Google drops apps support for IE 8, stranding XPers

Last week Google announced it was discontinuing Internet Explorer 8 support for Google Apps and Google Apps for Business, Education and Government. Google’s practice is that when a new browser version is released, it upgrades support for the newest version and drops support for the third oldest version.

That means that when IE 10 is released on Oct. 26, 2012, Google will stop support for IE 8 on Nov. 15. After this date, Google says, “users accessing Google Apps services using Internet Explorer 8 will see a message recommending that they upgrade their browser.”

While many users appreciate the ability to leverage the new capabilities that newer browsers support, users in government and education might have a problem.

According to TheNextWeb, IE8 is the latest version of Explorer that can be installed on XP machines, and XP machines make up 23 percent of the U.S. market, which translates into hundreds of millions of installations, most of which are used by businesses, schools and governments. Consequently, “the search giant is effectively stopping Windows XP users from using Google Apps with Internet Explorer,” TNW writes.

And to make matters worse, neither IE9 nor IE10, which will debut alongside Windows 8 in late October, runs on Windows XP, according to Computerworld’s Gregg Keiser. Affected applications might include Gmail and Google Calendar, Keiser added.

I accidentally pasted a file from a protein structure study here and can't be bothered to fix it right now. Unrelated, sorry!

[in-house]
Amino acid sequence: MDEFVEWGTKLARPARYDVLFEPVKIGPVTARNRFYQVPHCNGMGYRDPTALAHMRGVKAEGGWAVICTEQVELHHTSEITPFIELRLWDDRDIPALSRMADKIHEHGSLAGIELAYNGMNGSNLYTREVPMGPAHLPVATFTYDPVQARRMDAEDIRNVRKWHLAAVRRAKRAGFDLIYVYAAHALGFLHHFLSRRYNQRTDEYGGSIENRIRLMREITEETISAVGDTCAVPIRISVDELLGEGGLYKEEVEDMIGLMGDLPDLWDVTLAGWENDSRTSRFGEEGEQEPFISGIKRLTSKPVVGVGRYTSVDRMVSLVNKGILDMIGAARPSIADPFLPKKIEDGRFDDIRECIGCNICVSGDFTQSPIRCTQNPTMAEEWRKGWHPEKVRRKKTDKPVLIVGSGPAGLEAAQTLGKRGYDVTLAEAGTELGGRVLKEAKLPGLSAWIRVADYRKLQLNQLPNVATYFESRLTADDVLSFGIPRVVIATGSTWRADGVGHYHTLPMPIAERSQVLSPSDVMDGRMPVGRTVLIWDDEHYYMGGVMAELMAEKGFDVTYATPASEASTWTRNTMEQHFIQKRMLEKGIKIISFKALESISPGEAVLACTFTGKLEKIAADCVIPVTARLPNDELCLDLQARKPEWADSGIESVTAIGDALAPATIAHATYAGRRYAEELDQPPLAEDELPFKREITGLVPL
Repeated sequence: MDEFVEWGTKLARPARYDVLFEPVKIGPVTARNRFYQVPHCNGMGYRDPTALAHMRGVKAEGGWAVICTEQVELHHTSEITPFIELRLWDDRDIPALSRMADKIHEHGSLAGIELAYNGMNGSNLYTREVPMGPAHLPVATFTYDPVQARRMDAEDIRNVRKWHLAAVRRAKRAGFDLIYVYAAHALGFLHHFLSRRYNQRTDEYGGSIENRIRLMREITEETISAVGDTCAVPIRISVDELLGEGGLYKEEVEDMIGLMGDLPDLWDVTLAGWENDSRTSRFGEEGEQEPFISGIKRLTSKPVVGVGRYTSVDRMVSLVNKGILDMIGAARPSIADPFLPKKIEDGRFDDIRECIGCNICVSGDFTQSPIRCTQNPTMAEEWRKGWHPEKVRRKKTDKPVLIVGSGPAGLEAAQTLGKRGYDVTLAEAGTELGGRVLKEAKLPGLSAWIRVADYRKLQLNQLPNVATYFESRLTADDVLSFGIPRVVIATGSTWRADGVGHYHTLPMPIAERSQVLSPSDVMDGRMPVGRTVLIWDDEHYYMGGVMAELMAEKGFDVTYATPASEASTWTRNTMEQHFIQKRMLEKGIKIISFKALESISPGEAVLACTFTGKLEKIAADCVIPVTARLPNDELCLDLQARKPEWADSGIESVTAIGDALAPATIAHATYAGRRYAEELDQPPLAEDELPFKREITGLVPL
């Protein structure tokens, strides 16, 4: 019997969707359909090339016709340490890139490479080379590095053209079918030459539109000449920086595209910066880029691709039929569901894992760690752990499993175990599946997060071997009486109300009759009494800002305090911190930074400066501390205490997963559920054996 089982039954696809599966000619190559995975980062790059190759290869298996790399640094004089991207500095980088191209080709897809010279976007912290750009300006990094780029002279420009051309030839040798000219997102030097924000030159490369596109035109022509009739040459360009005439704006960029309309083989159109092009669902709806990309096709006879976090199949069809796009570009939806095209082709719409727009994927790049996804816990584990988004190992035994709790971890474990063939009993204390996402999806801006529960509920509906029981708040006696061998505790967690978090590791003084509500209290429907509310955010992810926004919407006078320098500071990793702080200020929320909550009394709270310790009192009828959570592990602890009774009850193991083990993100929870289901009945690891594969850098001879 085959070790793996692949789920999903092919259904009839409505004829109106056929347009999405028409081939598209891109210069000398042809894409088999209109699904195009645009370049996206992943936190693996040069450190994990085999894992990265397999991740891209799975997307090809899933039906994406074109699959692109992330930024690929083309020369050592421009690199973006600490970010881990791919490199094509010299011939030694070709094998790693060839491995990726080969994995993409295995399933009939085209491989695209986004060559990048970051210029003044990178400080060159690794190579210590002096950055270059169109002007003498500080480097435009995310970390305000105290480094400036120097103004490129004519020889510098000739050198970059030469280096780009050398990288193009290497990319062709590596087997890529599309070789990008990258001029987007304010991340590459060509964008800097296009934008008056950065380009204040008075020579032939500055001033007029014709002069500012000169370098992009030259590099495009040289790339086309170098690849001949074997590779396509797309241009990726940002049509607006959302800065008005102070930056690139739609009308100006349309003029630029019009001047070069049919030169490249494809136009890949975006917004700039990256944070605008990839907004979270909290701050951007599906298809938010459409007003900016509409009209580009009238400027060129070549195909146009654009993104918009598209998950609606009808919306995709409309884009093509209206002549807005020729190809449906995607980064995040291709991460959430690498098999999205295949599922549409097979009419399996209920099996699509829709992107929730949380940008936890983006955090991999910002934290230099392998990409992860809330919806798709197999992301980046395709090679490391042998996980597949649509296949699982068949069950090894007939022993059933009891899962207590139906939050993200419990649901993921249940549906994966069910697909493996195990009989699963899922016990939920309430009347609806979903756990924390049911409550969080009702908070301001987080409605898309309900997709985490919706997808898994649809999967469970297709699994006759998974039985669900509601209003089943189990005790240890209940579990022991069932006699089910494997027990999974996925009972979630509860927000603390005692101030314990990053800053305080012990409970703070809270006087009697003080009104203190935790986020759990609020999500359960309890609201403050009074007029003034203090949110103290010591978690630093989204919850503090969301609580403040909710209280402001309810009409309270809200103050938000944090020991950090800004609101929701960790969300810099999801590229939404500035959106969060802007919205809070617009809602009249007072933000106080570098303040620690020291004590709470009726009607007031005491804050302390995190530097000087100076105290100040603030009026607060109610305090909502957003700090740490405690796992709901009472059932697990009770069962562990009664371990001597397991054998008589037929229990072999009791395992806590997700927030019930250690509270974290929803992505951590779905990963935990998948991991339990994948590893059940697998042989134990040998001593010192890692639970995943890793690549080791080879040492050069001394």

While Microsoft's support for both Windows XP and Office 2003 will end in April 2014, the company  has committed to supporting IE8 on Windows 7 until 2020, Keiser added. Google is the first major online software maker to drop 2009's IE8 from a support list.

There’s a lively discussion about the issue on  Slashdot, where some think “this is Google's way to get sysadmins comfortable with Chrome in the workplace,” and others who think Google is making a mistake because IE 8 is still so new that large enterprises are spending tens of millions upgrading from IE 6.

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Reader Comments

Mon, Oct 8, 2012

From a security standpoint and supporting modern web standards, IE9 and and IE 10 are significantly better than IE8. Organizations that remain old older browsers will experience increasing gaps in capabilities and be challenged to meet their enterprise users' expectations which are driven by their consumer experience.

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